Due Process at Brown University? At All?
October 11, 2011
by Adam Kissel
Last year The New York Times quoted me in a story about William McCormick III, a former student at Brown University who has sued Brown in federal court, claiming the university failed to give him even the minimal due process it promises in cases like his. According to McCormick, Brown basically just sent him home after a fellow student accused him of rape and her very wealthy father, Richard Dresdale (a Brown alumnus and donor), intervened. McCormick is also suing Dresdale, who, McCormick claims, procured a settlement agreement under duress ("the implied threat of false criminal rape charges") that was designed to keep the whole thing a big secret. In addition, one court document states:
In the Agreement, William further promises that he will voluntarily withdraw as a student from Brown, he will never attend any another school that [his accuser] attends, he will not come within one thousand (1000) feet of [his accuser], he will not enter the City of Providence so long as [his accuser] is a student at Brown, and he will undergo neurological testing, psychological counseling, and successfully complete a course of instruction on sensitivity to women.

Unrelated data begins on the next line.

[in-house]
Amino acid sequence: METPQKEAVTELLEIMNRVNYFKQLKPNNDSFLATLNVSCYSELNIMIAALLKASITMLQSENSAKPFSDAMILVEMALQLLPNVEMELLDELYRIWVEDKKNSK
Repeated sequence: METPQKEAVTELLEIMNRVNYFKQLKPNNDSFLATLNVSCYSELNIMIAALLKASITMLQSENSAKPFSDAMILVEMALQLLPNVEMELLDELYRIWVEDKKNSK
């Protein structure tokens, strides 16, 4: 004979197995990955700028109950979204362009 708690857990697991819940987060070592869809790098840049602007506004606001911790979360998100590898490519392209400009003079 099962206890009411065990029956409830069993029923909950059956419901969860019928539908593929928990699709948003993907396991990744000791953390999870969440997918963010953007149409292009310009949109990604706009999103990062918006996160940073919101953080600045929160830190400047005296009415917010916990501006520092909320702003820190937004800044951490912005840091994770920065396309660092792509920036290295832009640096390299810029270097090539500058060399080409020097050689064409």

Meanwhile, FIRE has been checking into some of the due process protections for students who are accused of sexual assault or sexual harassment at Brown and other universities nationwide. One of our findings is that Brown uses the lowest standard of evidence among the top 100 U.S. colleges and universities (as ranked by U.S. News & World Report). It is bad enough that the U.S. Department of Education's Office for Civil Rights (OCR) earlier this year mandated the lowest possible standard of proof, "preponderance of the evidence" (or a 50.01% standard), which threatens students' due process rights and forces most of the Ivy League schools to lower their standards and, accordingly, their accuracy in such cases. (FIRE has explained this problem at length.) But even worse, Brown's policy doesn't even go for a standard of proof; it has gone lower. Brown requires only a "reasonable basis" for a finding of guilt in these cases, even if the majority of the evidence is on the other side.
No wonder Brown has a lot of explaining to do.